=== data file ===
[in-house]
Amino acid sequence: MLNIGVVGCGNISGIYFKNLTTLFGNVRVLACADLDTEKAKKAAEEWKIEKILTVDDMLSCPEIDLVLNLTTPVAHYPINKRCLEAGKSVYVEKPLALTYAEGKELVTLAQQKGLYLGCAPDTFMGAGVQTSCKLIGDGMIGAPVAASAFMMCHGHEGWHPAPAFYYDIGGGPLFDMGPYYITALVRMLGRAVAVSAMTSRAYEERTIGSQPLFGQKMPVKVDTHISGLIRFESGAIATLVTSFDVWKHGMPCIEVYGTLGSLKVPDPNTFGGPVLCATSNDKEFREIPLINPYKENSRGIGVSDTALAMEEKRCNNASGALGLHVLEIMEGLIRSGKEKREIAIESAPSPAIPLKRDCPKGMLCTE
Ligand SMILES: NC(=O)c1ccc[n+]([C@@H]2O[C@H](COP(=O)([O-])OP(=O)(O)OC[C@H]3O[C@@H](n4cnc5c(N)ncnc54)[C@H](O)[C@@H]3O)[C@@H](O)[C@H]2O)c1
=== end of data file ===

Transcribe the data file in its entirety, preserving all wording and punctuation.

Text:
[in-house]
Amino acid sequence: MLNIGVVGCGNISGIYFKNLTTLFGNVRVLACADLDTEKAKKAAEEWKIEKILTVDDMLSCPEIDLVLNLTTPVAHYPINKRCLEAGKSVYVEKPLALTYAEGKELVTLAQQKGLYLGCAPDTFMGAGVQTSCKLIGDGMIGAPVAASAFMMCHGHEGWHPAPAFYYDIGGGPLFDMGPYYITALVRMLGRAVAVSAMTSRAYEERTIGSQPLFGQKMPVKVDTHISGLIRFESGAIATLVTSFDVWKHGMPCIEVYGTLGSLKVPDPNTFGGPVLCATSNDKEFREIPLINPYKENSRGIGVSDTALAMEEKRCNNASGALGLHVLEIMEGLIRSGKEKREIAIESAPSPAIPLKRDCPKGMLCTE
Ligand SMILES: NC(=O)c1ccc[n+]([C@@H]2O[C@H](COP(=O)([O-])OP(=O)(O)OC[C@H]3O[C@@H](n4cnc5c(N)ncnc54)[C@H](O)[C@@H]3O)[C@@H](O)[C@H]2O)c1